Top 3 Social Media Sites for Graphic Designers and What to Expect

Every graphic designer seeks to be valued, and receive feedback so he or she is able to enrich their work with the comments of their colleagues and possible clients and from time to time establish friendships and professional ties with other colleagues, and social media is just the right place to do it, right? So, here’s how to do it properly.

So yeah, doing a lot of posts on social media for non-designers is great and all, have you ever considered going into the social media designed and created for graphic designers and creative people alike? Let’s review a couple of these and teach you the ropes, enjoy the ride.


This community, AKA dA for short, brings together international artists in the field. In it, the user can show off his art and receive comments and criticism from other members of the community. In dA, you will not only find graphic designers but also photographers, pixel artists, painters, and even literary works, filming, flash content, crafts, costumes (cosplay) Here you can earn points that you can trade for things.

The site classifies the works that are hung by categories, organizes them into different branches of art, depending on the medium with which they were created (traditional, digital) so there you’ll find a bunch of illustrators going about their fan art, but you’ll also find lots (and by that we mean millions) of young people posting their drawing about their favorite cartoons (or animes).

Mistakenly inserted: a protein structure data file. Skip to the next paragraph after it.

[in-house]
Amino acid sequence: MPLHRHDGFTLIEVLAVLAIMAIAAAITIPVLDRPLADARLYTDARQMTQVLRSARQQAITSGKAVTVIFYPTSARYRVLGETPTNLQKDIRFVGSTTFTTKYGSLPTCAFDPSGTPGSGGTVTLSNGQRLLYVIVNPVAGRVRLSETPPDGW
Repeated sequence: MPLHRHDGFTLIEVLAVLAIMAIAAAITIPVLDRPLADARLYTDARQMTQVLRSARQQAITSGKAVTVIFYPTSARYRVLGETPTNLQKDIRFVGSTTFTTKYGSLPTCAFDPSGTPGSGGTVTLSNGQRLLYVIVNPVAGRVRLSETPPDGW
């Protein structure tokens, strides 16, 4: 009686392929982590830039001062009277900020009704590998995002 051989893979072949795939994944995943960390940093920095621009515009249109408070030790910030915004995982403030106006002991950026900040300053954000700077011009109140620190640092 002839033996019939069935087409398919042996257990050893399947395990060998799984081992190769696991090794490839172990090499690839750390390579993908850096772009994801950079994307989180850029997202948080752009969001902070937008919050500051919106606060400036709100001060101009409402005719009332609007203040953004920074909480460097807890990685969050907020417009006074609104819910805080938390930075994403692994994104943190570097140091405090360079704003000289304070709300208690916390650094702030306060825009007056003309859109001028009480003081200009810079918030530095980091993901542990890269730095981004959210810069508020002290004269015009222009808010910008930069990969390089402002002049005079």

So, unless you’ve got like a network of serious people to back you up, you’ll find yourself interacting with lots of teens bragging about their Naruto drawings, this can be a little frustrating, but let me tell you, inspiration can be found there, scroll and enjoy.

Adobe’s Behance

This is one of the best-known communities of graphic designers, illustrators, and people on the field, and is quite useful because they offer work to its users, as well as serving to expose the work.

It even has experts that select the best creations periodically. Note that it is an exclusive site, so to be included you must send a portfolio and then they will inform you if you are accepted. In 2012 it was acquired by Adobe, so it’s like a club for grown-ups where companies have eyes, like a baseball field with recruiters searching for the next talent.


If you are starting in design, this community will be very helpful because it allows you to post your work anonymously and receive the opinions or criticism of other colleagues. It has a useful voting system and a practical search engine since you can find the creations of others by content, by label or even by colors.

To enter Dribbble, you just have to log in, start uploading your work until you get ‘picked’ by a member and he vouches for you, and then, and only then, you’ll be able to join the community itself, and will be able to comment and share more of your work. An interesting point here is, that designers are encouraged to do a first ‘shot’ using Dribbble’s logo and colors to create something new and unique.